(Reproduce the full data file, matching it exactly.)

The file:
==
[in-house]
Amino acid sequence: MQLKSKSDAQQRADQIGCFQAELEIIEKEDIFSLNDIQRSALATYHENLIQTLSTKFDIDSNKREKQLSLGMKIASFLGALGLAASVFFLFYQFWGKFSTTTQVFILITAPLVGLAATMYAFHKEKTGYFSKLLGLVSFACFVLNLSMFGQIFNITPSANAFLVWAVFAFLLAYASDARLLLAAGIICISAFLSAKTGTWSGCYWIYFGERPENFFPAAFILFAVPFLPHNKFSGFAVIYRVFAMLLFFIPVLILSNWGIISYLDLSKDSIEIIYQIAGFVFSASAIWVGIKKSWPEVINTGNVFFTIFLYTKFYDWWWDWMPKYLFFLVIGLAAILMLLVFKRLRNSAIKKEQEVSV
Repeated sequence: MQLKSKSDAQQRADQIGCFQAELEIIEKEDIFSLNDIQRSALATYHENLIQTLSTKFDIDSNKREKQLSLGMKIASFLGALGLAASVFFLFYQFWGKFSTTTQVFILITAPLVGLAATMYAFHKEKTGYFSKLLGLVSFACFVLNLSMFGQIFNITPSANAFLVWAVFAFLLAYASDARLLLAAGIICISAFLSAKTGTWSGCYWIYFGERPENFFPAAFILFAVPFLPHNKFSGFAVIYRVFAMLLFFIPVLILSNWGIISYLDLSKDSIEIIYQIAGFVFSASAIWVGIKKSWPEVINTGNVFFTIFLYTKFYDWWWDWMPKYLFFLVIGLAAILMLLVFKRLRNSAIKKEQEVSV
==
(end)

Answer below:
[in-house]
Amino acid sequence: MQLKSKSDAQQRADQIGCFQAELEIIEKEDIFSLNDIQRSALATYHENLIQTLSTKFDIDSNKREKQLSLGMKIASFLGALGLAASVFFLFYQFWGKFSTTTQVFILITAPLVGLAATMYAFHKEKTGYFSKLLGLVSFACFVLNLSMFGQIFNITPSANAFLVWAVFAFLLAYASDARLLLAAGIICISAFLSAKTGTWSGCYWIYFGERPENFFPAAFILFAVPFLPHNKFSGFAVIYRVFAMLLFFIPVLILSNWGIISYLDLSKDSIEIIYQIAGFVFSASAIWVGIKKSWPEVINTGNVFFTIFLYTKFYDWWWDWMPKYLFFLVIGLAAILMLLVFKRLRNSAIKKEQEVSV
Repeated sequence: MQLKSKSDAQQRADQIGCFQAELEIIEKEDIFSLNDIQRSALATYHENLIQTLSTKFDIDSNKREKQLSLGMKIASFLGALGLAASVFFLFYQFWGKFSTTTQVFILITAPLVGLAATMYAFHKEKTGYFSKLLGLVSFACFVLNLSMFGQIFNITPSANAFLVWAVFAFLLAYASDARLLLAAGIICISAFLSAKTGTWSGCYWIYFGERPENFFPAAFILFAVPFLPHNKFSGFAVIYRVFAMLLFFIPVLILSNWGIISYLDLSKDSIEIIYQIAGFVFSASAIWVGIKKSWPEVINTGNVFFTIFLYTKFYDWWWDWMPKYLFFLVIGLAAILMLLVFKRLRNSAIKKEQEVSV